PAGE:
The Chinese migrant communities in Tokyo live shadowy lives. The Japanese neither acknowledge nor welcome them. They are shunned by the mainstream society, hounded by the yakuza, and go about their days under fear of being discovered and repatriated.

It is an alien world for Steelhead, an honest, hardworking tractor repairman from Heilongjiang in northern China. Steelhead has decided to take the perilous journey to Tokyo after he lost contact with his girlfriend, who has arrived in the city earlier.

Trying to exist in the underbelly of Tokyo long enough to find Xiu Xiu, Steelhead has come to realize the migrants had to stand united if they wanted to go about their lives without fear of oppression by not only the Japanese underworld but also Chinese gangs.

In his search of a decent living, Steelhead unwittingly finds himself pit against the Japanese yakuza. Ironically he also discovers that Xiu Xiu has adopted a Japanese identity and married Eguchi, an ambitious up and coming yakuza chief.

Steelhead wins the respect of his friends by establishing a base for them and forms an uneasy alliance with Eguchi. When he helps Eguchi dispose of a rival, he is given the control of Shinjuku’s night establishments. But, uninterested in living a gangster’s life, Steelhead finds a new love and takes the chance to start a tractor repair business outside Tokyo. However, his peace is shortlived when word gets to him that his former compatriots were now being used by Eguchi to front the yakuza’s drug business.

Steelhead fells responsible for this turn of events and feels obligated to bring Eguchi down. He also has to bear in mind that if he goes after Eguchi, hew would be destroying the newfound life of the woman he once loved. In any case, can one simple Chinese migrant take on the yakuza alone?

Red Cliff Part II (2009) – Feature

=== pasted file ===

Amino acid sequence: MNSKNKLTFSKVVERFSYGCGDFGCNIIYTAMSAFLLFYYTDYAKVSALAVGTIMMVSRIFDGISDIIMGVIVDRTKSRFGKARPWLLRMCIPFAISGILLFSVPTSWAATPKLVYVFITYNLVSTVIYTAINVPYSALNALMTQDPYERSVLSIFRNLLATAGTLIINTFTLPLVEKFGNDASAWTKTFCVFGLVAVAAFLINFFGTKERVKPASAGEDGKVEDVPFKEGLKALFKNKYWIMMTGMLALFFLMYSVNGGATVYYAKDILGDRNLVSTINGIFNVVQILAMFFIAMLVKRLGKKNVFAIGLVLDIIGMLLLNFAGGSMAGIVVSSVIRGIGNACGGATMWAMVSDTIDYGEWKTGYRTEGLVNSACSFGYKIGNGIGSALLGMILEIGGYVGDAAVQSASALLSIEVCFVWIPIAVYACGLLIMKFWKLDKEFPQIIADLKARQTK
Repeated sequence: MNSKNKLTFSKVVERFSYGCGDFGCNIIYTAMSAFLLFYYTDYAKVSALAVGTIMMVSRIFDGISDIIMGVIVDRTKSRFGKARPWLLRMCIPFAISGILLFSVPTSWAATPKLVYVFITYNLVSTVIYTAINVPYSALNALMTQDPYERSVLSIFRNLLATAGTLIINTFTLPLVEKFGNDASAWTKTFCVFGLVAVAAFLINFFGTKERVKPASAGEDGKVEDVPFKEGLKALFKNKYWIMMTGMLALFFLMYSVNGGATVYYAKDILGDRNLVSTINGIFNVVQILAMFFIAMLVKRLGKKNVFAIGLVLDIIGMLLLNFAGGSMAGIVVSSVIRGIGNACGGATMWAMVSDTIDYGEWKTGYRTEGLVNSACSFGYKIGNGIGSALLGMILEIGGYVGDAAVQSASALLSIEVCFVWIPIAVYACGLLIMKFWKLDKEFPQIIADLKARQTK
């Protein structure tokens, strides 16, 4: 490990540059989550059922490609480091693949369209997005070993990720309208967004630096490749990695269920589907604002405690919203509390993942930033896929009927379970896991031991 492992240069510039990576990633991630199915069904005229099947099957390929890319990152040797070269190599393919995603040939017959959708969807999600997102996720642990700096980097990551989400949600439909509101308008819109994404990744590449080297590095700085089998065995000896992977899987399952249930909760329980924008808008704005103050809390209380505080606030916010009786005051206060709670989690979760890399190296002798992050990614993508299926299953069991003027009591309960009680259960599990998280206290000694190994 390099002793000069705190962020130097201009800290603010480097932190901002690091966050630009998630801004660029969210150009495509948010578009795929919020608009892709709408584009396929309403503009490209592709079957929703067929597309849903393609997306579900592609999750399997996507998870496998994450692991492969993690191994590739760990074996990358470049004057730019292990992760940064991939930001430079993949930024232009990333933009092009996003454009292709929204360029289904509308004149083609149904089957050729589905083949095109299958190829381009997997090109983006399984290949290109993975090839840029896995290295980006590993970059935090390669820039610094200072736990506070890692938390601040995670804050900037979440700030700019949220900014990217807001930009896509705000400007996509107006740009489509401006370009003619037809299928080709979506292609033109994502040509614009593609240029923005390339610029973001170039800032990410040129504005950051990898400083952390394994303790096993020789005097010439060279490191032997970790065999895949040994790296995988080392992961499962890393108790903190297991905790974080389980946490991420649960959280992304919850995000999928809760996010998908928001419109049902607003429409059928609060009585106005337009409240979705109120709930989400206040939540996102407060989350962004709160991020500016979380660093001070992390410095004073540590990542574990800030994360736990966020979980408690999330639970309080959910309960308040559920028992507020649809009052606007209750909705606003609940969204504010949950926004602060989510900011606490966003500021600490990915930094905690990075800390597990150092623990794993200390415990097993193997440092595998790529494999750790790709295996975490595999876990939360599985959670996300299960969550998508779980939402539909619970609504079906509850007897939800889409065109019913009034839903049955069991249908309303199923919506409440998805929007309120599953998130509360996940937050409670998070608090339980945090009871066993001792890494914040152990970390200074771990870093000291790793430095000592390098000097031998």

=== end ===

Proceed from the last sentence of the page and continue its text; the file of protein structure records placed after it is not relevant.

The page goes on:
The story of RED CLIFF takes place in 208 AD in China during the Han Dynasty.  Despite the presence of an emperor, Han Xiandi, China was then divided into many warring states.

The ambitious Prime Minister Cao Cao, by using the Emperor as his puppet, waged war on a kingdom in the west, Xu, ruled by the emperor’s uncle, Liu Bei.  Cao Cao’s ultimate goal was to wipe out all the kingdoms and install himself as Emperor to a unified China.

Liu Bei sent his military advisor Zhuge Liang as an envoy to the Wu Kingdom in the south, trying to persuade its ruler Sun Quan into joining forces.  There he met Wu’s Viceroy Zhou Yu, and the two became friends amidst this uneasy alliance.

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Ip Man (HK 2008) – Feature

About The Movie

Ip Man is adapted from the life story of Ip Man, the grand master of the Wing Chun style kungfu and sifu (master) of legendary kung fu superstar Bruce Lee. Wing Chun has a history of more than 200 years. It was founded by Yim Wing-chin, took root in the hands of Leung Chun, and prospered with Ip Man. The art of Wing Chun has now become very popular with martial arts enthusiasts, especially overseas. It is a traditional Chinese martial art with a formidable reputation internationally.